29. Sampling Distributions The sampling distribution consists of the values of the sample means, A sampling distribution is the probability distribution of a sample statistic that is formed when samples of size n are repeatedly taken from a population. If the sample statistic is the sample mean, then the distribution is the sampling distribution of sample means. Sample Sample Sample Sample Sample Sample

  30. The Central Limit Theorem If a sample n  30 is taken from a population withany type distribution that has a mean = and standard deviation = x and standard deviation with a mean the sample means will have a normal distribution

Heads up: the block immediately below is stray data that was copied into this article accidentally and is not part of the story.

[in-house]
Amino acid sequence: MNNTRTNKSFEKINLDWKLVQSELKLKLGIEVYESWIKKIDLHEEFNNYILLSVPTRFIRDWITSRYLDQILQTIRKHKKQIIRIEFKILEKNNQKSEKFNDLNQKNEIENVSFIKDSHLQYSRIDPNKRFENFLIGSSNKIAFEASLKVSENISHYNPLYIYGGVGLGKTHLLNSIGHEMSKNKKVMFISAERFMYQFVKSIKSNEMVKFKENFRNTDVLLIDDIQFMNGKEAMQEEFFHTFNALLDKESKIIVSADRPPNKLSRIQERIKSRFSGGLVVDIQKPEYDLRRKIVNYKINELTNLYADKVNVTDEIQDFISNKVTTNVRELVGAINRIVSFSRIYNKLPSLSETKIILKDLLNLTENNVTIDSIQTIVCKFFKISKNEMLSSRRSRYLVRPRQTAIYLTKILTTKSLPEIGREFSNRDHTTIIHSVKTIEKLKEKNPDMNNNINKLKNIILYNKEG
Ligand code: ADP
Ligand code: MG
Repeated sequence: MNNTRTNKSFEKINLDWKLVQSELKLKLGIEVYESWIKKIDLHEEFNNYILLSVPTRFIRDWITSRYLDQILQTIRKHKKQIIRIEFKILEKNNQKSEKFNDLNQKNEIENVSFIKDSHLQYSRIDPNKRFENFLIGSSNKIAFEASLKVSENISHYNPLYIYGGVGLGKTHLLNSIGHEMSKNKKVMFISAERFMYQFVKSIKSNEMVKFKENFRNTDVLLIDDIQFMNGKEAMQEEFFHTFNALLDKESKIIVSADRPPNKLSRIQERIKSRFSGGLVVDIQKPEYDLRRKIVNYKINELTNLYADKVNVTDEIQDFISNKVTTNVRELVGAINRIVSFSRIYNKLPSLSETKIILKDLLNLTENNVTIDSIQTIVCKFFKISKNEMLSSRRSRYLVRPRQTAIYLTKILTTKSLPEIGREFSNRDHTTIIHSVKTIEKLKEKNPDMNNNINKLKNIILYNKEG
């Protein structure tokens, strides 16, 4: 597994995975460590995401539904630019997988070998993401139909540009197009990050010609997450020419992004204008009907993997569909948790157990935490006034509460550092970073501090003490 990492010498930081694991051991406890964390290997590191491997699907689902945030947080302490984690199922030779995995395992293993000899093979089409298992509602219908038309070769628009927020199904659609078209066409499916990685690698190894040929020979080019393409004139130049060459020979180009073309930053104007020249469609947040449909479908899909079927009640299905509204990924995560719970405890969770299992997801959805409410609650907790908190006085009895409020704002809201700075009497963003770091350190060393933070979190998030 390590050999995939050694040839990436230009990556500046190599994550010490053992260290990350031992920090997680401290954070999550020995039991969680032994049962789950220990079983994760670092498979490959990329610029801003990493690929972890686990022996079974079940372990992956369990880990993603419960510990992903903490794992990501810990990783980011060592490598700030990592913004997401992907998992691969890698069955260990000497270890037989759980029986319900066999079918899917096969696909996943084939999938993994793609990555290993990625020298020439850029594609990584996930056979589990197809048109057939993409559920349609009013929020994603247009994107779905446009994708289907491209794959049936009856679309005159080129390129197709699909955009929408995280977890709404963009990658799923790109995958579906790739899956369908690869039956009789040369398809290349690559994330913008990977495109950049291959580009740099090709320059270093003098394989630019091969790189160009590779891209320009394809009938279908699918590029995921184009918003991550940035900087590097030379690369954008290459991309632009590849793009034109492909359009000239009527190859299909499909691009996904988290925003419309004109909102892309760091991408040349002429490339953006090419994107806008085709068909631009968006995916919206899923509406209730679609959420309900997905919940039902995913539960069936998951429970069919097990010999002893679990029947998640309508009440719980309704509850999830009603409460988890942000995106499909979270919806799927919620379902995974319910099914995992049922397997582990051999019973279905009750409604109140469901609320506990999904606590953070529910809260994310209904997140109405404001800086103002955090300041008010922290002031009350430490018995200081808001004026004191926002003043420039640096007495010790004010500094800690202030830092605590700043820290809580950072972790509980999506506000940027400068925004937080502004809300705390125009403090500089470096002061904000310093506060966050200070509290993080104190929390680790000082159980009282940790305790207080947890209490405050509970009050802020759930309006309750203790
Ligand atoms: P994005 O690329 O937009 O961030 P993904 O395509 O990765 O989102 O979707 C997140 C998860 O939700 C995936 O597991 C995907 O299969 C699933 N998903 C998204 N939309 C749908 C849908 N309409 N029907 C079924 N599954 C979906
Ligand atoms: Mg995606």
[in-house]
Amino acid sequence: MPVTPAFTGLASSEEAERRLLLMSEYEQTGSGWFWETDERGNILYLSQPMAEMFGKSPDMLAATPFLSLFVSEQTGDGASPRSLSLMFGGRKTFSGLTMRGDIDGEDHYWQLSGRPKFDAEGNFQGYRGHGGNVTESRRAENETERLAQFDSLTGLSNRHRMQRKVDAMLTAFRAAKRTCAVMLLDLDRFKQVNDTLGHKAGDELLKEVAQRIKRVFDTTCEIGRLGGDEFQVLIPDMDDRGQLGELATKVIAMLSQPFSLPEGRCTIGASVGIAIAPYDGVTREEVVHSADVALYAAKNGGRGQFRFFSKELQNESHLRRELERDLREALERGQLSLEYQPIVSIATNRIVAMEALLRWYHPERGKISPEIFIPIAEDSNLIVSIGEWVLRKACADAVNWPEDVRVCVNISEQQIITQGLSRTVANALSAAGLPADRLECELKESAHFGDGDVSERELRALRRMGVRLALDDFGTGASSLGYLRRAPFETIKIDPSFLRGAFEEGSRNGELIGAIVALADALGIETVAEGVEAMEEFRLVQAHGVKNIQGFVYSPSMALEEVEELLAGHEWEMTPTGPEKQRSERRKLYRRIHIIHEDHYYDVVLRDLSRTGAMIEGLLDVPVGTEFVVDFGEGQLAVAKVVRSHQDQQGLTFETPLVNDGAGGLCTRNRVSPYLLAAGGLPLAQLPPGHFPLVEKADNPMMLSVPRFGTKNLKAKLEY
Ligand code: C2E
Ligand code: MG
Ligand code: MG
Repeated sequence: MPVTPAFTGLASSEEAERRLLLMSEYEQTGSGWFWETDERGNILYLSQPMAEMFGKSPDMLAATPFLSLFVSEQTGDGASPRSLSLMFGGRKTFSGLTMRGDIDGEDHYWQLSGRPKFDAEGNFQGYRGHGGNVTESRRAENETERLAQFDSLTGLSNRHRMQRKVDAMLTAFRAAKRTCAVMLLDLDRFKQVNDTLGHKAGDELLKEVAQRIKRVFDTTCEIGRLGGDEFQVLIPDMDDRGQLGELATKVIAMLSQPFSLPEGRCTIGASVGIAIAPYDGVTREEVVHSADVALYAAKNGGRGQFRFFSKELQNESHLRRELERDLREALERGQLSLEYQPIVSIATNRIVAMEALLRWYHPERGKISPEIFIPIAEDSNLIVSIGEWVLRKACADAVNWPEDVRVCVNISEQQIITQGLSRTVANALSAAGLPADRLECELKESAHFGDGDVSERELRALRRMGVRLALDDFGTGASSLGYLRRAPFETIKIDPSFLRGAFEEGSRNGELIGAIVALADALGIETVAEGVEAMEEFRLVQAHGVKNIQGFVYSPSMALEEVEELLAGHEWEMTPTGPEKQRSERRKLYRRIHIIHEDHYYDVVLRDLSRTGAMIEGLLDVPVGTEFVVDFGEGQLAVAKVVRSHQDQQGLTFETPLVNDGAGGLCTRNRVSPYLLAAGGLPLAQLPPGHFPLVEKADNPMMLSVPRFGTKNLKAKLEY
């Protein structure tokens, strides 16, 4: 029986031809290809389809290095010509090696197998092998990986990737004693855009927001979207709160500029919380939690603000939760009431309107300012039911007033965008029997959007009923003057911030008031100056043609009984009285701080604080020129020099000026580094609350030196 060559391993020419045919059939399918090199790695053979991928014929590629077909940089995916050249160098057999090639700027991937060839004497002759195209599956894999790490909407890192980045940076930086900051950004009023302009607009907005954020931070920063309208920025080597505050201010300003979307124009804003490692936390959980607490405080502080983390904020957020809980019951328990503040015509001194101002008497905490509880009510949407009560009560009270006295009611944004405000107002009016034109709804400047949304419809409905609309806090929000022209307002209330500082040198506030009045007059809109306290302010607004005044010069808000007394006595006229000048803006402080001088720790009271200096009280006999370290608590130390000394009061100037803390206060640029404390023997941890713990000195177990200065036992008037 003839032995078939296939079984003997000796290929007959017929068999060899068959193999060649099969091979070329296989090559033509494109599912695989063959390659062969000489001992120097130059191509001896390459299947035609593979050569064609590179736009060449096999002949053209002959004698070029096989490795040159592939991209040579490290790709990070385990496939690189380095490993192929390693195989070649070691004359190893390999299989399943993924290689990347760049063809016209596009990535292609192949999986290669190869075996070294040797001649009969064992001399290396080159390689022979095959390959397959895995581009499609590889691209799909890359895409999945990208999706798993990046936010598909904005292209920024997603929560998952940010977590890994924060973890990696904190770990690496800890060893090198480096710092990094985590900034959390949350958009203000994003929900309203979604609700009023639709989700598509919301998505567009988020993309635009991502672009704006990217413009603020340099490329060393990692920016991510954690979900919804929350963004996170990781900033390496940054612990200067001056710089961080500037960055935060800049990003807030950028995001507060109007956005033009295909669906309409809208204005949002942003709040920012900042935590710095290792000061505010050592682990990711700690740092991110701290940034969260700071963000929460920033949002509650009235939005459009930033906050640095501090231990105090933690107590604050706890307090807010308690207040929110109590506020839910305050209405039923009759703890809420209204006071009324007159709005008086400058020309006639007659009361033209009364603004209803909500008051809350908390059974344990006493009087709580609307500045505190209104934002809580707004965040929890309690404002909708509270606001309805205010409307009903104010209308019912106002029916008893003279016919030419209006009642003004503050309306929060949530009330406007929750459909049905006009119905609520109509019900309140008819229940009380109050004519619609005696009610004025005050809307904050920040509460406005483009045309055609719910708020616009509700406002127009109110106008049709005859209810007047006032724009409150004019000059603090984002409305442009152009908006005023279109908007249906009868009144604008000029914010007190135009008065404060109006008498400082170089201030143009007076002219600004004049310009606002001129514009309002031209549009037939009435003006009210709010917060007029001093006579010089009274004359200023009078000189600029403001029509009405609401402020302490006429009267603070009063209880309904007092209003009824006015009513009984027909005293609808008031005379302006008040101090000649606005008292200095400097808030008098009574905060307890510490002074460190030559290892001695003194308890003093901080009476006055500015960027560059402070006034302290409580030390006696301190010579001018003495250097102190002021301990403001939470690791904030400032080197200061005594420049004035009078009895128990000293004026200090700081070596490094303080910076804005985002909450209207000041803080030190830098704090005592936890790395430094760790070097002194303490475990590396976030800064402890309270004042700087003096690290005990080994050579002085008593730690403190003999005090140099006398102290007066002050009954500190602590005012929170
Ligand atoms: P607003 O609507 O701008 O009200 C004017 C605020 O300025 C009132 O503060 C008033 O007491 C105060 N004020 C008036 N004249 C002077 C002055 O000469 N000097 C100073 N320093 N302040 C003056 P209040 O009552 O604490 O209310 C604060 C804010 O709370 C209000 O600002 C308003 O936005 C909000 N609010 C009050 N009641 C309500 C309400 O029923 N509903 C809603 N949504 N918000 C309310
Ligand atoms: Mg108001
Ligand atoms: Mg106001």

31. The Central Limit Theorem If a sample of any size is taken from a population witha normal distribution with mean = and standard deviation= x the distribution of means of sample size n , will be normal with a mean standard deviation

  32. Application The mean height of American men (ages 20-29) is inches. Random samples of 60 such men are selected. Find the mean and standard deviation (standard error) of the sampling distribution. mean 69.2 Standard deviation Distribution of means of sample size 60 , will be normal.

  33. Interpreting the Central Limit Theorem Since n > 30 the sampling distribution of will be normal standard deviation The mean height of American men (ages 20-29) is  = 69.2”. If a random sample of 60 men in this age group is selected, what is the probability the mean height for the sample is greater than 70”? Assume the standard deviation is 2.9”. mean Find the z-score for a sample mean of 70:

  34. Interpreting the Central Limit Theorem P ( > 70) 2.14 Interpreting the Central Limit Theorem = P (z > 2.14) = 1 - 0.9838 = 0.0162 z There is a 0.0162 probability that a sample of 60 men will have a mean height greater than 70”.